16 October, 1999
I'm here! I made it! I'm on the frozen continent (Or, at least on an island off the coast of the frozen continent.)! As I type this, I am sitting in the Crary Science and Engineering Center at McMurdo Station, Antarctica. This is cool! Actually the temperature when we landed was 3 degrees Fahrenheit. The weather was bright and sunny and there was a brisk wind. A beautiful day. But let me start from the beginning. We arrived at the CDC in Christchurch for our second attempt at an ice flight at 7:00PM NZDT. Check-in went fast because all our bags were still on the plane from yesterday. We were taken to the tarmac and we loaded on a C141 Starlifter aircraft. By the way, previously I incorrectly identified the group operating our aircraft. The flight is run by the 62/446 Air Wing of the Air Force Air Mobility Command (AMC) out of McChord AFB in Washington. The plane left Christchurch at 8:45NZDT. A C141 aircraft is designed to haul cargo, not for the comfort of passengers and it showed. We were seated in mesh seats on either side of the aircraft and down the middle. We were shoulder to shoulder and knee to knee with the passenger around us. There were about 100 of us on the flight. We were required to wear our ECW gear so it was quite bulky and warm. (See picture below.) We had to wear earplugs during the entire flight because of the engine noise. During the flight we could stand up but is was still very crowded. Many people stood on their seats. Others read, slept or ate some of the bag lunch they provided us. I watched the movie Casablanca. I had a DVD of the film and I got to watch most of it before my batteries went low.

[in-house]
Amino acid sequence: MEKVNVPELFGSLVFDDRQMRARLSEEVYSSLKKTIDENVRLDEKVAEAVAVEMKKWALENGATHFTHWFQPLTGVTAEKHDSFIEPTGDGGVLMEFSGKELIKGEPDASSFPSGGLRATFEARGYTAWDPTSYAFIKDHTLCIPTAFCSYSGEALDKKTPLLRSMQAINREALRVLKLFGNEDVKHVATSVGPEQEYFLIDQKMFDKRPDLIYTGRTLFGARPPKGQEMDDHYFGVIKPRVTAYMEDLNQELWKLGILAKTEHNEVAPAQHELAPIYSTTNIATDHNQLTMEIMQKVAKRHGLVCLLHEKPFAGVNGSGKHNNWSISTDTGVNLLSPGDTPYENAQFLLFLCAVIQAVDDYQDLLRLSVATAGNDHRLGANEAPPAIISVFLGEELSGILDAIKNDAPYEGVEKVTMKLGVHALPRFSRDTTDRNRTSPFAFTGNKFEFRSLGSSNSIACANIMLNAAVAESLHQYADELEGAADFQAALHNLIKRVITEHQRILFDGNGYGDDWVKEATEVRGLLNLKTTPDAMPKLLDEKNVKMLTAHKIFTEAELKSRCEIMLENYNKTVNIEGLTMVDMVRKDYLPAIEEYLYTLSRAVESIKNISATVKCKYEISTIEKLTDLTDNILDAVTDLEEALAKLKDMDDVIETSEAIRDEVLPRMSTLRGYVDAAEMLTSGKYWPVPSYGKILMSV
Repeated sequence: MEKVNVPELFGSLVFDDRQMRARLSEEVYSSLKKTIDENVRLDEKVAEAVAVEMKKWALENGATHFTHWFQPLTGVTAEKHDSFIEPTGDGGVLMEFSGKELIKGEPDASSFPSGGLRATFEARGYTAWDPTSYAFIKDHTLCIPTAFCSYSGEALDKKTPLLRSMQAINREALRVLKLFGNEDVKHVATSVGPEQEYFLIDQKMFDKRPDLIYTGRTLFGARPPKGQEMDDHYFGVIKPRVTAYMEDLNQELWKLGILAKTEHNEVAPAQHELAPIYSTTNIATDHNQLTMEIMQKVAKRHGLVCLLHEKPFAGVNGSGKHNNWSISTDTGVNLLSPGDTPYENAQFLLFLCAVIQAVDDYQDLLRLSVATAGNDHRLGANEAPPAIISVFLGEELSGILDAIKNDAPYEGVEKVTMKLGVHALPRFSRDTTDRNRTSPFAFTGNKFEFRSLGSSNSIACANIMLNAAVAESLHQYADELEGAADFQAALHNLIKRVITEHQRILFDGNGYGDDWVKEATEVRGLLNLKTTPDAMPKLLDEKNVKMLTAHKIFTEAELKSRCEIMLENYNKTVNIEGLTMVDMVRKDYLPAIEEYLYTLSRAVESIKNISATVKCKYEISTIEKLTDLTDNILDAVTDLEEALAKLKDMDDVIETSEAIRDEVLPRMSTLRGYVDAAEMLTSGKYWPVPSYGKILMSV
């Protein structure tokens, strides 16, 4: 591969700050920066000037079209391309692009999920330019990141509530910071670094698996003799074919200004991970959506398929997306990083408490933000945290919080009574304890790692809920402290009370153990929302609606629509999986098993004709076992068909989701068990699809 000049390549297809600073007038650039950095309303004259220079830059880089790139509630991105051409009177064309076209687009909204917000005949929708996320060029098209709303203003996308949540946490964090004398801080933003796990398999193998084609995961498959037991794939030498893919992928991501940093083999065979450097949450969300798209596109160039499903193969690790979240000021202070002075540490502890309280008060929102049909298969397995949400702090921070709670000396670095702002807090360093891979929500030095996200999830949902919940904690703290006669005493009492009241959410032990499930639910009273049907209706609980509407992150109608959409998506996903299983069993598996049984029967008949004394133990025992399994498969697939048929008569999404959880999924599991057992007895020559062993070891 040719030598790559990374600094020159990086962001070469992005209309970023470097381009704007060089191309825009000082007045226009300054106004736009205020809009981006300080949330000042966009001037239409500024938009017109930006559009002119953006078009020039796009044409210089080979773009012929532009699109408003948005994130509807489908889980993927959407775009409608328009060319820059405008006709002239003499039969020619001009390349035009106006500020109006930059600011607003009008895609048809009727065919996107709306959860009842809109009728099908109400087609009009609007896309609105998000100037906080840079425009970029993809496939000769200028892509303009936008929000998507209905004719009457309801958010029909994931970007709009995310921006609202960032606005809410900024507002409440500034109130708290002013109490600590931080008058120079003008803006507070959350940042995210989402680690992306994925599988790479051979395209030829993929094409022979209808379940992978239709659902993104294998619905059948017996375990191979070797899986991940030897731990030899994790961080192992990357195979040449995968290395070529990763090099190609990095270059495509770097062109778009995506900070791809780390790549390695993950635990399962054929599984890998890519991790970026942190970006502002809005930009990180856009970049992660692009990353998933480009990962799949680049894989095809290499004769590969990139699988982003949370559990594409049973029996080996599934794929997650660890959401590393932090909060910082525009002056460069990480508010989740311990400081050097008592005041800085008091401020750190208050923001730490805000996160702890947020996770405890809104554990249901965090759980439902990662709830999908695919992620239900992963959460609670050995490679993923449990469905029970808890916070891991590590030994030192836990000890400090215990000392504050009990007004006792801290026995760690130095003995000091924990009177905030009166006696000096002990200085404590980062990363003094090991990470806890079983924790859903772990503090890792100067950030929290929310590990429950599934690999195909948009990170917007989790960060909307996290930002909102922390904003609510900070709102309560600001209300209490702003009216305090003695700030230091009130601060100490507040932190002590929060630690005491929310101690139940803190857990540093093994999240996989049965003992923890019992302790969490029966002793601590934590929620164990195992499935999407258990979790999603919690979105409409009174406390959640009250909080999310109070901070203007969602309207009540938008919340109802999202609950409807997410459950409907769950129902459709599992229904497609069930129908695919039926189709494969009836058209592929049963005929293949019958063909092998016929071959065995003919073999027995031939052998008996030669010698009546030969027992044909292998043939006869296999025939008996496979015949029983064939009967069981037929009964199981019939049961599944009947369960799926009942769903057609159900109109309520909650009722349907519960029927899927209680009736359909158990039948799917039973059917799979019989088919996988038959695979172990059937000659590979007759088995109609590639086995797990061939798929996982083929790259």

As I said you couldn't move around much. There was a toilet in the front of the plane for the women but the men on the plane had to make do with a large "jerry can" in the back. The entire cargo/passenger area only had a total of six windows so there wasn't much of an opportunity to look outside. When we got over the sea ice, several of us climbed over other people and the seats to get a look. Needless to say, we were all relieved when the Cargo Master informed us that we were on our descent into McMurdo. As we approached, they forced cold air into the cabin to get us used to what would great us when we stepped outside. Like I said, it was a sunny, cold windy day. Not unlike a typical January day in Wisconsin. We stepped out onto a sea-ice runway. Early in the season, they can use the sea-ice to land wheel aircraft like the C141. Later, they will rely on the ski equipped C130 Hercules aircraft to haul people and cargo.
Well, we hardly got time to take two breaths of the cold Antarctic air and they had us on shuttle buses into McMurdo. After a short orientation we were assigned a room and went to eat. I have to admit that I'm a bit tired after this rather hectic day. I will try to give you a better sense of what is like around McMurdo tomorrow. Until then, think if me "on the ice".
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